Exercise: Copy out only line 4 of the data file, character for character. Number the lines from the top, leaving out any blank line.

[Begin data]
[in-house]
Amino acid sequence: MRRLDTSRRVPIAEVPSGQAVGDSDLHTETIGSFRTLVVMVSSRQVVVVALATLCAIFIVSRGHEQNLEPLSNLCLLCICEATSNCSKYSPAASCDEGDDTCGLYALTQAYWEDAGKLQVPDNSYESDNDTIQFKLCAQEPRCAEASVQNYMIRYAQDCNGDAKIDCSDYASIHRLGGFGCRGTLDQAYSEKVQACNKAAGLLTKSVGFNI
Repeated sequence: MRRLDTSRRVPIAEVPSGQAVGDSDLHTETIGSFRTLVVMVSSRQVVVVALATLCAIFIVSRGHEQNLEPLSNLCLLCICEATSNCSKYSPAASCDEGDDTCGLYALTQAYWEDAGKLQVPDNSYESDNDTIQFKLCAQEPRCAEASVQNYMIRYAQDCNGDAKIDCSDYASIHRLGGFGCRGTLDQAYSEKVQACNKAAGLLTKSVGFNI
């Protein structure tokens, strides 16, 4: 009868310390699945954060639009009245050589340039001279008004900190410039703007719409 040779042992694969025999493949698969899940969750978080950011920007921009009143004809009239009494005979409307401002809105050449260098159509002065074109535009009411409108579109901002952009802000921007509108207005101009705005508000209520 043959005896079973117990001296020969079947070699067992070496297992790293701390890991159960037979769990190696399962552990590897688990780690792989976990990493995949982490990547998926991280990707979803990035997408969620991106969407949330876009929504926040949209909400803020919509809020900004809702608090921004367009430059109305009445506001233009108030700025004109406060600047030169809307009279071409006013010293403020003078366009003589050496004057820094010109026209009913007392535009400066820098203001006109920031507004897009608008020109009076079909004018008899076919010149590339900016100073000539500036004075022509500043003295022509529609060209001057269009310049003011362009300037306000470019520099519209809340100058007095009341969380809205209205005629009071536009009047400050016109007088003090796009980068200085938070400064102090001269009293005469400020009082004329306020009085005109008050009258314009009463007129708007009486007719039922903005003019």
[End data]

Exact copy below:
């Protein structure tokens, strides 16, 4: 009868310390699945954060639009009245050589340039001279008004900190410039703007719409 040779042992694969025999493949698969899940969750978080950011920007921009009143004809009239009494005979409307401002809105050449260098159509002065074109535009009411409108579109901002952009802000921007509108207005101009705005508000209520 043959005896079973117990001296020969079947070699067992070496297992790293701390890991159960037979769990190696399962552990590897688990780690792989976990990493995949982490990547998926991280990707979803990035997408969620991106969407949330876009929504926040949209909400803020919509809020900004809702608090921004367009430059109305009445506001233009108030700025004109406060600047030169809307009279071409006013010293403020003078366009003589050496004057820094010109026209009913007392535009400066820098203001006109920031507004897009608008020109009076079909004018008899076919010149590339900016100073000539500036004075022509500043003295022509529609060209001057269009310049003011362009300037306000470019520099519209809340100058007095009341969380809205209205005629009071536009009047400050016109007088003090796009980068200085938070400064102090001269009293005469400020009082004329306020009085005109008050009258314009009463007129708007009486007719039922903005003019």